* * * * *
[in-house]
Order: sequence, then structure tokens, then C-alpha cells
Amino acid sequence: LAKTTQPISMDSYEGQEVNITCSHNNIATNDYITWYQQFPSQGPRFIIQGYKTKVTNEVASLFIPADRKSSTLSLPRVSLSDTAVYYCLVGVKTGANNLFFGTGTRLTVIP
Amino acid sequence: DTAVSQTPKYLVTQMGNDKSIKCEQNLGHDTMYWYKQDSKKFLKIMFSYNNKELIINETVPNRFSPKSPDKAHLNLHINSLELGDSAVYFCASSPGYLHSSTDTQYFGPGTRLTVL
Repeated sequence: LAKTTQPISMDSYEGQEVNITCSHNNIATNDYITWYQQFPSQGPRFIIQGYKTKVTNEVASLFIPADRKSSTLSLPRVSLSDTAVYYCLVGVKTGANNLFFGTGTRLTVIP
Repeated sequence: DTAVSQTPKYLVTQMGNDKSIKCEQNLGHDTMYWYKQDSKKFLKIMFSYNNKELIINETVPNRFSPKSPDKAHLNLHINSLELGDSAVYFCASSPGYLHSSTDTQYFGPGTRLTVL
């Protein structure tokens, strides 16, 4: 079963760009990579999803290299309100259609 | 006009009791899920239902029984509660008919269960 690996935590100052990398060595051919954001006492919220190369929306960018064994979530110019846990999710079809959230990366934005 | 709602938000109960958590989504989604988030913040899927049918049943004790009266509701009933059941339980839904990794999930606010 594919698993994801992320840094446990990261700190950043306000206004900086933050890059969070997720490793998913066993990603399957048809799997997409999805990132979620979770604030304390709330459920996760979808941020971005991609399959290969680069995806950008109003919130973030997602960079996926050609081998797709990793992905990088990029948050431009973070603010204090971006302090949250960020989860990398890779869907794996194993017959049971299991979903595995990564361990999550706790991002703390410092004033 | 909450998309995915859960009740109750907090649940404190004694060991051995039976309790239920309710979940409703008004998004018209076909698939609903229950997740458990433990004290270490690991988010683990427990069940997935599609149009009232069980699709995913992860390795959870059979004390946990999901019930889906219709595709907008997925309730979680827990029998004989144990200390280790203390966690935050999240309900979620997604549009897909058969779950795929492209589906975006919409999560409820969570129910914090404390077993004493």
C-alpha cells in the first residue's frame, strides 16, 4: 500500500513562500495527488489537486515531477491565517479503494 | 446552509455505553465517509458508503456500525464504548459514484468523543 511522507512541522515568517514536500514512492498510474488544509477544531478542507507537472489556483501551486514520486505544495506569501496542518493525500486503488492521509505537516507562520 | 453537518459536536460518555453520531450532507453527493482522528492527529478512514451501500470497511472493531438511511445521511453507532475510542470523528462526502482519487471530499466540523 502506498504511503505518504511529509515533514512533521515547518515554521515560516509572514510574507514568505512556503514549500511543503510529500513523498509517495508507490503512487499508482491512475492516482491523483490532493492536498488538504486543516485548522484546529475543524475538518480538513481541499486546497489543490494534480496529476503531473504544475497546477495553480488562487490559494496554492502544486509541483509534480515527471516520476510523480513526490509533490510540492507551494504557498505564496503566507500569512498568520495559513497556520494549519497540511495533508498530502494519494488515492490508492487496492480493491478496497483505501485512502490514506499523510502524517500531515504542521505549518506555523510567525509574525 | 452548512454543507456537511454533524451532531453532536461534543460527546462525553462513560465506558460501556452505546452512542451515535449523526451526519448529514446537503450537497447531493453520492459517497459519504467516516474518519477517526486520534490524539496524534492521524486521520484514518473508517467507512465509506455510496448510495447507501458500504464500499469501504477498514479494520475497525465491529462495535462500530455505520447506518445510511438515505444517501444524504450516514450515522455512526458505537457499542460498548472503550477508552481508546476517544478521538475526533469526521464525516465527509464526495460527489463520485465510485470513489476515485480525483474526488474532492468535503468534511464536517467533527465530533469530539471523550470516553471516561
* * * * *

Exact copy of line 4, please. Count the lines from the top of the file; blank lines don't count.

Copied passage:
Amino acid sequence: DTAVSQTPKYLVTQMGNDKSIKCEQNLGHDTMYWYKQDSKKFLKIMFSYNNKELIINETVPNRFSPKSPDKAHLNLHINSLELGDSAVYFCASSPGYLHSSTDTQYFGPGTRLTVL